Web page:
If such a deal is an asset deal (that means only parts of the business are transferred), it is, in addition to the point made above, crucial that there is a clear distinction between transferred rights and rights which remain with the selling company. If there are rights which are used by both parties in the future, respective licensing deals are necessary, covering also know how.

5.4 Lobbying

Last but not least, it is very important for European companies to be present in the Chinese legal community. “Lobbying” in this context does not mean trying to directly influence, for instance, Chinese politicians, but working in detail together with Chinese authorities in order to improve the legal system. China’s IP laws are still very “young” in comparison to the western IP system and, therefore, are still in an ongoing process of improving and adopting the system to actual needs.
Although this procedure is sometimes a little bit frustrating, Chinese authorities are usually open to accept comments and proposals and discuss future amendments of the IP system with all participants. Therefore, it is necessary that western companies have established a system of representation (e.g. chambers of commerce in China, associations of multinationals in China as the Quality Brand Protection Committee, “QBPC”) which is able to communicate with Chinese authorities. Such a system, however, heavily depends on the commitment of all the companies active in China, including also the SME, not only the big ones!

 

6 Conclusion

In general, the development of an IP strategy, especially for China, has to follow a holistic approach.
In a changing environment, such as the Chinese IP system, it is not helpful to “rely” on a perpetual prejudice and to ignore opportunities, provided by such a changing system. During the last years, it becomes very clear that more and more Chinese companies use the Chinese patent system, not only by filing patent applications as can be seen from the statistics above, but also by starting IP litigations against other Chinese (and foreign!) companies. This will certainly lead to a further development of the Chinese IP system. So far the visible development is rather similar to what we know from the European IP system.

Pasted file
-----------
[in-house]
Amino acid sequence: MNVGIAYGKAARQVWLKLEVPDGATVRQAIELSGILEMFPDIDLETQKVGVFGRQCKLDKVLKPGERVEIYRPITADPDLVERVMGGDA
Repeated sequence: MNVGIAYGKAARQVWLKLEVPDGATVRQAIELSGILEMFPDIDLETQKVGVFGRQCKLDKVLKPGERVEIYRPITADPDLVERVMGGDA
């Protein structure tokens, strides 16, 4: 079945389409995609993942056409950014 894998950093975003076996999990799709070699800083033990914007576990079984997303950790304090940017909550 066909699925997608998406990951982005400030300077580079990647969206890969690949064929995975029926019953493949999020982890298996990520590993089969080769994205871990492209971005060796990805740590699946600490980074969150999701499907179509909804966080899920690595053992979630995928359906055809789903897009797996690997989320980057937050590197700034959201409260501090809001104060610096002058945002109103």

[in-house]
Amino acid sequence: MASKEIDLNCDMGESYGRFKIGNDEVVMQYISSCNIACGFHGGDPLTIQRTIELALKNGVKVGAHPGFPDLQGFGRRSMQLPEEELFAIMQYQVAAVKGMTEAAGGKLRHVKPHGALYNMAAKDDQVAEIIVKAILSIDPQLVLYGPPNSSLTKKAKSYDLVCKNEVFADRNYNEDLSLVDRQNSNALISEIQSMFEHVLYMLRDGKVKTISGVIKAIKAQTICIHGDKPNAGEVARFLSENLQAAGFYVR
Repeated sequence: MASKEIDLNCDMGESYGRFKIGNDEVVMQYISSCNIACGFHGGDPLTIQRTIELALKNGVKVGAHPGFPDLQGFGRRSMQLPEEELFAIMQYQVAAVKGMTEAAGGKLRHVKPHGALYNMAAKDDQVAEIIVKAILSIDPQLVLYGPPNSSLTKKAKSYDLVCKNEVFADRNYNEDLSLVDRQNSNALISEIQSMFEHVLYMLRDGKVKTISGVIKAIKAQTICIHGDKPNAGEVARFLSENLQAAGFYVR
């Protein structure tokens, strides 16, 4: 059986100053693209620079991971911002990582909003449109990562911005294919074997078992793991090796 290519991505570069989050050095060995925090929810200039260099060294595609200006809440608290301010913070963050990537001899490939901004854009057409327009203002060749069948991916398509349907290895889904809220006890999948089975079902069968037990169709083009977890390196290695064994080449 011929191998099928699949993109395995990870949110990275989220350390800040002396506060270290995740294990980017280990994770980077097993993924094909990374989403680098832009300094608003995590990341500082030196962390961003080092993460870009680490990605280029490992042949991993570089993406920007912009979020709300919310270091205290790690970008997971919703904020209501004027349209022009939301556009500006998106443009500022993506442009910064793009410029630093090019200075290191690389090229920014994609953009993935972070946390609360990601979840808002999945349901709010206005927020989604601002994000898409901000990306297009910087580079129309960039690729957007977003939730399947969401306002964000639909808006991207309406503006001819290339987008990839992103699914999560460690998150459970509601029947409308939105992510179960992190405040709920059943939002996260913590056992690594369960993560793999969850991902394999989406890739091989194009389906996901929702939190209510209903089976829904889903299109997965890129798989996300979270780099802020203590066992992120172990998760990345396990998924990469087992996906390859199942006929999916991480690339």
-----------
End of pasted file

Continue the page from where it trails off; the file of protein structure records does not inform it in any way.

Therefore, it is crucial to keep two things in mind:

a)    Setting up an internal IP structure and network appropriate to the needs of a company, which can serve as the basic for all IP work in China.

b)    Developing a product- and/or project-specific IP strategy, which includes all aspects of possible IP protection.

Of course, this approach is not for free, but as always, sustainable operations need a permanent commitment.

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References

 

AmCham (2012): AmCham Survey, available at www.amchamchina.org/businessclimate2012, accessed 20 August 2012

 

China Daily (2011): SIBS's patent licensing deals, available at http://ipr.chinadaily.com.cn/2011-06/22/content_12754572.htm, accessed 20 August 2012

 

European Patent Office (2012): Statistics on European patent applications, available at http://www.epo.org/index_de.html, accessed 20 August 2012 

 

Li Y., Jiang T. (2012): Protecting IP, Protectiong Innovation, available at http://english.cnipr.com/426zt/zhuanti.html accessed 31 August 2012 

 

Lu H. (2008): Chint flavored, available at http://www.chinadaily.com.cn/bw/2008-06/16/content_6761772.html, accessed 31 August 2012

 

State Council of the People's Republic of China (2008): Outline of the National Intellectual Property Strategy, available at http://english.sipo.gov.cn/laws/developing/200906/t20090616_465239.html, accessed 31 August 2012

 

State Intellectual Property Office of the P.R.C (2012):News on Chinese IP cases, available at http://english.sipo.gov.cn/news/chinaIPnews/2012/ , accessed 20 August 2012

 

State Intellectual Property Office of the P.R.C (2012): Statistics on Chinese patent applications, available at http://english.sipo.gov.cn/statistics/ , accessed 20 August 2012